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Think of the biggest energy cost for a typical Canadian business – one running multiple computers and keeping the lights on at all hours. It's electricity, right? Wrong.

"People think of electricity first but actually, in Canada, indoor heating is the largest use of energy," says Victoria Hollick, vice-president of renewable energy firm Conserval Engineering in Toronto. "Given that [we use] heat seven months of the year, that represents a tremendous use of energy."

Reducing energy consumption is a goal for every Canadian business, both large and small, because of the obvious financial advantages and a desire to demonstrate an eco-friendly business ethic in an increasingly green world.

Conserval has been working to address this concern since 1977, when it was launched with a focus on providing energy retrofits for large industrial buildings.

In the 1990s, Conserval introduced its proprietary technology, called SolarWall. "We created this entire technology genre," says Ms. Hollick. "Solar air heating would not exist if it weren't for us."

Their system uses solar radiation to heat the boundary layer on the surface of a metal wall. The heated air is then drawn through tiny perforations into an air cavity, where it is moved through ducting into the building's heating and ventilation system.

Preheating ventilation air in this way saves businesses between 20 and 50 per cent on their heating costs.

Today, thousands of SolarWall systems, which are manufactured in Ontario, are installed in 30 countries around the world. Clients include the Canadian and U.S. governments, Toyota, FedEx Corp., Wal-Mart Stores Inc., Owens Corning, 3M Co., Goodyear Tire & Rubber Co. and more than 2,000 others in the industrial, agricultural, commercial and institutional sectors.

The company's solar air heating installations have replaced the equivalent of 44 megawatts of thermal energy in thermal systems, which helps prevent the emission of 17,000 tonnes of CO2 a year in Ontario alone.

SolarWall has made big strides, but nearly two decades after debuting it, Conserval still struggles with the commercialization of a technology that hasn't gone mainstream.

"One of our biggest challenges is that we are a company and an industry all-in-one, because we created the whole concept," says Ms. Hollick. "We still have to educate people in terms of what solar air heating is."

But an even bigger challenge is the cancellation of two government incentive programs that helped get SolarWall into the Canadian renewables market – particularly in Ontario. First was the federal ecoENERGY Renewable Heat Program, which ran from 1998 until the end of 2010. It provided a 15 to 25 per cent capital incentive to organizations that invested in the technology.

In 2007, Ontario introduced the Solar Thermal Heating Incentive, a $14-million program spread over four years that matched that federal incentive.

"So the Ontario market just took off. And Ontario became the solar thermal capital in Canada," says Ms. Hollick.

The end of these programs in 2010 "hijacked domestic growth in Ontario and across Canada," she says. In fact, it has shifted the company's business from about 60 per cent Canadian clients and 40 per cent international clients to 40 per cent Canadian and 60 per cent international.

"Many companies considering different technologies may only consider ones where there are incentives in place," says Ms. Hollick, adding that there is a disproportionate focus on electricity incentives, despite the fact that the heating technologies require only a small fraction of the support required for solar electric systems.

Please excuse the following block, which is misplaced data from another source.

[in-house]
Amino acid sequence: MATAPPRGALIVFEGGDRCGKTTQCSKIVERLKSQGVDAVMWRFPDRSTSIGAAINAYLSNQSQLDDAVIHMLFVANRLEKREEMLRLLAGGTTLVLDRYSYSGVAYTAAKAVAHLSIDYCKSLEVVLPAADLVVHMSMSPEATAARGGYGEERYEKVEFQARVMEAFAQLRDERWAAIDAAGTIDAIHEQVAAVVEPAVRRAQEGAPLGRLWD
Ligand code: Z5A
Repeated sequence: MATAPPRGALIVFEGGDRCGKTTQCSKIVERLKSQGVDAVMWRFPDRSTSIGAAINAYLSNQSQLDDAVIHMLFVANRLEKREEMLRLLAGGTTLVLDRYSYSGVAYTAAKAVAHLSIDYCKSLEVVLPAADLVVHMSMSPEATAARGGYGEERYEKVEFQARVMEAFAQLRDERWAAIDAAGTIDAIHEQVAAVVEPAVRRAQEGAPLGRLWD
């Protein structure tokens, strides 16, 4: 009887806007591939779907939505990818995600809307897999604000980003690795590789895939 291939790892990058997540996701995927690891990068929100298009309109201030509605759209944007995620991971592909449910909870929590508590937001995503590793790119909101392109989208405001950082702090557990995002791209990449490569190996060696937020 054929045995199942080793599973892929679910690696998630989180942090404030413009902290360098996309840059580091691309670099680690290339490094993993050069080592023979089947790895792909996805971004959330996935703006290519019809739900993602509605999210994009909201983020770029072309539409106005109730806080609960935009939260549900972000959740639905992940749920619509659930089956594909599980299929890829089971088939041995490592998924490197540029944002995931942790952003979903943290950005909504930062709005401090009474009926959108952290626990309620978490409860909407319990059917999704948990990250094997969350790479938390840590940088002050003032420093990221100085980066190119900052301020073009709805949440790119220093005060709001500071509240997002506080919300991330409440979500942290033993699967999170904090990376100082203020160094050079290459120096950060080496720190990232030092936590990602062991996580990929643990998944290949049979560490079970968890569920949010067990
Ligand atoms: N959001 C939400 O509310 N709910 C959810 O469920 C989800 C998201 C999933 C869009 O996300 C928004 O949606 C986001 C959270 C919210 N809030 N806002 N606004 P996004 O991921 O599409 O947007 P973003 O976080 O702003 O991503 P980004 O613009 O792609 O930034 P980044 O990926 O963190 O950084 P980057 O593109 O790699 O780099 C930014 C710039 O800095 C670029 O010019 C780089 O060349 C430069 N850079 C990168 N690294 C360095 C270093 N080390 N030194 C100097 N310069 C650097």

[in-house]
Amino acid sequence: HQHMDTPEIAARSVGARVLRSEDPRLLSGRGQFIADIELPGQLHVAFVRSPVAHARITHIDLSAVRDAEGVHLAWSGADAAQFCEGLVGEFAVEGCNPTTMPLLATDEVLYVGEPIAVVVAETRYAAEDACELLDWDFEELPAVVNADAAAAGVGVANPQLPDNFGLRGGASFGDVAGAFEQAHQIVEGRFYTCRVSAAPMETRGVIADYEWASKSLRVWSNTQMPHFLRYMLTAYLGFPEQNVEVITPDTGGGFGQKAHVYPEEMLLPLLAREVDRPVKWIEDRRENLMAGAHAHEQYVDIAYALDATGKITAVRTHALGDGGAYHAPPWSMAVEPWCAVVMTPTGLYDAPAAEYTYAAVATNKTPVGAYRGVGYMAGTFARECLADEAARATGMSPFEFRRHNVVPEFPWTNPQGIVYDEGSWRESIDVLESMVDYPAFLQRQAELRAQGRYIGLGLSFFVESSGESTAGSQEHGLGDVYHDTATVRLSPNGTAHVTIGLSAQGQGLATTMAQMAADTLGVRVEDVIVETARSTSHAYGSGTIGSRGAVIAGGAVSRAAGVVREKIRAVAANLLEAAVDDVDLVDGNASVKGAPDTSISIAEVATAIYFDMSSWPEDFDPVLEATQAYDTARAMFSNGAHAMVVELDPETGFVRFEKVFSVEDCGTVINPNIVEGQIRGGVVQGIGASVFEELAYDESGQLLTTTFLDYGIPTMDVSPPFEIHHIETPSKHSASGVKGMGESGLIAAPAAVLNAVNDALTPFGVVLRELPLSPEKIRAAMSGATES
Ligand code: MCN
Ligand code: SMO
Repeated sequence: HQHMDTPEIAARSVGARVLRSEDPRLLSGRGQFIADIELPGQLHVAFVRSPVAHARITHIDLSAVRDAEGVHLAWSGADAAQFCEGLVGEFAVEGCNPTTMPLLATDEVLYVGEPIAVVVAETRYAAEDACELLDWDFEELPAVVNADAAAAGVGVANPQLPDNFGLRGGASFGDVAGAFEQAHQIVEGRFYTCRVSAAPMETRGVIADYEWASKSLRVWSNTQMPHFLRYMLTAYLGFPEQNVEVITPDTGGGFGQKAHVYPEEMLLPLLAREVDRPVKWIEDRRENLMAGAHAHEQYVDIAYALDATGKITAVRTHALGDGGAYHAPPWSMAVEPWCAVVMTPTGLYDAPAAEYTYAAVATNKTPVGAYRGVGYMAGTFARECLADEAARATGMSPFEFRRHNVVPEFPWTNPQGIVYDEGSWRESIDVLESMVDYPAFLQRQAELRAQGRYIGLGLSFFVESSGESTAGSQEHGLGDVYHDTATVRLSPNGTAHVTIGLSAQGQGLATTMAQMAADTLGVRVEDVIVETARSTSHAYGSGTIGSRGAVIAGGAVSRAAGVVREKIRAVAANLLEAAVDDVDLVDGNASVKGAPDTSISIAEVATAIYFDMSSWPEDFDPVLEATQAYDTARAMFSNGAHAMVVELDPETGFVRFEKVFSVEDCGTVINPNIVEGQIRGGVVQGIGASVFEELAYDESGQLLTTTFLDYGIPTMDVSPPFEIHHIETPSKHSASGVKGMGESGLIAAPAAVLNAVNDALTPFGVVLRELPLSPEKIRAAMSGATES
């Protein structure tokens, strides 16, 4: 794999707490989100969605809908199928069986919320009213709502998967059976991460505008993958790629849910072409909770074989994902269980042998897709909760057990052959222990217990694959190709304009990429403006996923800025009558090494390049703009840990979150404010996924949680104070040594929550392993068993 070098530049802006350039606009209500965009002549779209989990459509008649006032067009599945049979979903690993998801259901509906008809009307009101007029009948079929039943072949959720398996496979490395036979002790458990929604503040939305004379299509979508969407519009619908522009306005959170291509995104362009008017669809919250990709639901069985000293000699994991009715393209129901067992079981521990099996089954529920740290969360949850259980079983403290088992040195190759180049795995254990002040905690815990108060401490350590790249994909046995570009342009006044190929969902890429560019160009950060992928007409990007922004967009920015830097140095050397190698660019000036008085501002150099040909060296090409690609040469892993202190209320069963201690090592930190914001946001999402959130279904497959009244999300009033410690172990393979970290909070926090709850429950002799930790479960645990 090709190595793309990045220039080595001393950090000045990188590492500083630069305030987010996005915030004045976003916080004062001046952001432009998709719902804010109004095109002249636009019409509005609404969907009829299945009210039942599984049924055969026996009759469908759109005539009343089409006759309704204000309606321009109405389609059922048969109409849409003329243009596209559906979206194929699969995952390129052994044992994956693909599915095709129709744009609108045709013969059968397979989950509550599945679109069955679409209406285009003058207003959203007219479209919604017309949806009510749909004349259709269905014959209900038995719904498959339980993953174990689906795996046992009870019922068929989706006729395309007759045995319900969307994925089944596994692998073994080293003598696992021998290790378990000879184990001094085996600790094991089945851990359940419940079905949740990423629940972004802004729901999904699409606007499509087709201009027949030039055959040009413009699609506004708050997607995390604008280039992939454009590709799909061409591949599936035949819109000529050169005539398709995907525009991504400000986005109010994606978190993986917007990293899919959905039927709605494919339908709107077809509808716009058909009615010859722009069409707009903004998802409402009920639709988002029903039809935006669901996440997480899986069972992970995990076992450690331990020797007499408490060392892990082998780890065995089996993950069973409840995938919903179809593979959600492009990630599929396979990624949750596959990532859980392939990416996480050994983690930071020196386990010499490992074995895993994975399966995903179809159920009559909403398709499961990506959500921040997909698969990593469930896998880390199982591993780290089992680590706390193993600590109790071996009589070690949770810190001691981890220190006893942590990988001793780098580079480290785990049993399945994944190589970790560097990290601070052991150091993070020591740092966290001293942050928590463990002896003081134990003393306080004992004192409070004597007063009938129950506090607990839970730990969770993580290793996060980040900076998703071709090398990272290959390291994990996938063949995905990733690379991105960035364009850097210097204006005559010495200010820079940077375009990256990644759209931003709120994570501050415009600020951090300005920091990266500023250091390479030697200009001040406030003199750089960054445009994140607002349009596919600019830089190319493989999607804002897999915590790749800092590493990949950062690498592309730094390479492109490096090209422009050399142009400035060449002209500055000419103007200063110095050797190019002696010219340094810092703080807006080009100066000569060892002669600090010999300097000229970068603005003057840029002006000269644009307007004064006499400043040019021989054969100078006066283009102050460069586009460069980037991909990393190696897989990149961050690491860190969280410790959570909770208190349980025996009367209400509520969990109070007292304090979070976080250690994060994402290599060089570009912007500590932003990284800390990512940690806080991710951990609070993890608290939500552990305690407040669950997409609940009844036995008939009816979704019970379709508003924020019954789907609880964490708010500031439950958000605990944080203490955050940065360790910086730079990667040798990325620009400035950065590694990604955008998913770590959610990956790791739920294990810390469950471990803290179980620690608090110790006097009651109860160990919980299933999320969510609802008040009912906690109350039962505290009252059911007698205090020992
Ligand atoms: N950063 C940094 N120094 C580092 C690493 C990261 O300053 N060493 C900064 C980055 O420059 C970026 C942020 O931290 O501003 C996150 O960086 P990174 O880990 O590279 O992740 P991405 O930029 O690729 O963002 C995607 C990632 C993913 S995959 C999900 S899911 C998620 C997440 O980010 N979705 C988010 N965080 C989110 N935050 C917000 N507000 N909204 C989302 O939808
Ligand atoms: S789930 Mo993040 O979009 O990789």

She favours a long-term strategy that is open to all technologies and focuses on building codes, rather than incentives, similar to the environmental program in the U.K.

"In order for large commercial or industrial buildings to get a permit, they have to demonstrate that 10 per cent of their energy comes from renewable resources," she says. "People get to choose what's the best technology for them, and it's not actually an incentive on the part of government."

It's not just the cutback to financial support that poses a problem to Conserval. Ms. Hollick also sees the incentives as a sort of stamp of approval. "It gives credibility, which is essential," she says. "It's still perceived as a new field but having government support and programs in place creates a comfort level."

The Swish group of companies, which manufactures, distributes and sells cleaning supplies, are one of Conserval's Ontario clients.

"Our fastest growing line is our certified green products, and after going through an energy audit, we decided to make our facilities green too," says Katherine Jordan, Swish's manager of sustainable development.

Swish has seen a 14 per cent reduction in energy costs, and expects to see that number go up to around 20 per cent as they optimize their system.

Ms. Jordan says that Swish went with SolarWall because it directly reduces the company's carbon footprint by using less energy to heat their facility, although Ontario's two incentive programs were also critical to the decision.

The incentives are important to other potential buyers too, it seems. Conserval has seen "projects decline substantially" in Canada following the discontinuation of the incentive programs, says Ms. Hollick.

The company is optimistic that the government will revisit the incentive programs to help Canadians embrace renewable energy and to keep Canada in step with the rest of the world, says Ms. Hollick. "Or we risk falling behind as a country."

Ms. Jordan echoes her sentiment: "I'm very disappointed and hope that at both levels of government, the decision will be made to resurrect those programs. They're very critical."

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